Use this URL to cite or link to this record in EThOS: https://ethos.bl.uk/OrderDetails.do?uin=uk.bl.ethos.705688
Title: Chromatic confocal gauging for high precision dimensional metrology
Author: Rayer, Mathieu
ISNI:       0000 0004 6061 109X
Awarding Body: Heriot-Watt University
Current Institution: Heriot-Watt University
Date of Award: 2015
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Abstract:
Interest in the chromatic confocal microscope in the high precision dimensional metrology industry is growing rapidly. In fact, the chromatic confocal microscope offers a "stylus like" distance measurement applicable to various surface types. In addition, the chromatic confocal microscope can potentially compete in resolution with contact measurement probes, while significantly increasing the sampling rate to several kHz. Therefore, such technology is key to the Taylor Hobson Ltd strategy. The work embodied in this thesis focuses on the design, development, and evaluation of a low cost and high resolution version of the chromatic confocal microscope. Both products are currently in pre-production phase. The low cost version, the chromatic confocal microscope, is designed to be a compact and cost effective system while exhibiting "state of the art" performances. In fact, the raw material cost of the system is below £500, this being achieved while exhibiting an optical head outer diameter of 8mm, a working distance of more than 27mm, and a resolution better than 100nm over a measurement range exceeding 7mm. The high resolution version of the chromatic confocal microscope is dedicated to precision. The aim of the design is to exhibit the highest achievable resolution while maintaining a measurement working distance exceeding 12mm. By tailoring the chromatic dispersion to be appropriately low, a resolution of better than 10nm is achieved. Both designs have been tailored within a few design cycles; this has been achieved through the development of two novel models, the spectral irradiance model and the measurement standard deviation model. The spectral irradiance model enables the analytical estimation of the chromatic confocal peak from only the optical parameters of the optical heads. Based on a geometric approach; this is more than 5 times more precise than the previously used model based on wave optics. Furthermore, by applying a fully integrated system design approach incorporating design, production, and test of optical systems, the resulting chromatic confocal system surpasses comparable commercially available chromatic confocal gauges in terms of cost, resolution, numerical aperture, range of measurement, and working distance. Such performance is further enhanced by the use of staircase diffractive surfaces. Staircase diffractive surfaces are special hybrid aspheric diffractive surfaces exhibiting insignificant manufacturing losses allowing the design to be only limited by the scalar diffraction theory used by ray tracing packages. In addition, staircase diffractive lenses permit the passively athermalisation of the optical head of the chromatic confocal microscope. The work encapsulated in this thesis extends the current understanding of the measurement environment impact on chromatic confocal gauges. This study includes the impact of the surface reflectivity, roughness, and slope onto the linearity of the chromatic confocal microscope. Using the previously described findings, methods to mitigate the linearity error induced by the surface roughness, reflectivity, and slope are presented and applied.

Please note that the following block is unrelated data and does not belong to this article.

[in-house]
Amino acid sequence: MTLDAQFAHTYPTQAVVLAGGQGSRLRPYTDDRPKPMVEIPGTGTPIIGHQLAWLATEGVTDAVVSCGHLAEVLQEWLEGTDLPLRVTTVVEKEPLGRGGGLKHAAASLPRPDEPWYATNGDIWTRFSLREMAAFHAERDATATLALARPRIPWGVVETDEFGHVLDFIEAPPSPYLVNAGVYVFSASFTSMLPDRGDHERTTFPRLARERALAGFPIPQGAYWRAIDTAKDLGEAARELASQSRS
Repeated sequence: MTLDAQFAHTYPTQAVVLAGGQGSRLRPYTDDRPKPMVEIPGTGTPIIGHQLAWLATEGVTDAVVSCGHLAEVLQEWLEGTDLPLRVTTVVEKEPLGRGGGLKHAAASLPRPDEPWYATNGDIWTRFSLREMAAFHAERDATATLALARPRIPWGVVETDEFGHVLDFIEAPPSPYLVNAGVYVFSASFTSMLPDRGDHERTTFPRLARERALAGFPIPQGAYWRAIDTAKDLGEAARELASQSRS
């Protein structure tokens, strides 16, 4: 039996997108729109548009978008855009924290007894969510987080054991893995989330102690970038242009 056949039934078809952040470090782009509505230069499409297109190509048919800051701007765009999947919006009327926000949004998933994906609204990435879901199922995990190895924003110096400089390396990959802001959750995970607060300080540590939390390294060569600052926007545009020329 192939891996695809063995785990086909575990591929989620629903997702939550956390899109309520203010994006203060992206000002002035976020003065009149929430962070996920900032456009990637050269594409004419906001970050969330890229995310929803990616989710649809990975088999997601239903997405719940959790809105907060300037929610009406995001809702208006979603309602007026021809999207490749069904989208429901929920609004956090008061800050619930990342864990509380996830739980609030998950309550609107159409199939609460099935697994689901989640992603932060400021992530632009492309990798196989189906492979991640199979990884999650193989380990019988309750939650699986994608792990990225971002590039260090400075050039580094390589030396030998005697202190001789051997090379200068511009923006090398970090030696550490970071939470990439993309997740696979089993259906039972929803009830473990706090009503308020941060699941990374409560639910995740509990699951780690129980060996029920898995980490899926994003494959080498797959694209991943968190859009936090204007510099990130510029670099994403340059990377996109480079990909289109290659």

Supervisor: Kar, Ajoy Sponsor: Engineering and Physical Sciences Research Council (EPSRC)
Qualification Name: Thesis (Ph.D.) Qualification Level: Doctoral
EThOS ID: uk.bl.ethos.705688  DOI: Not available
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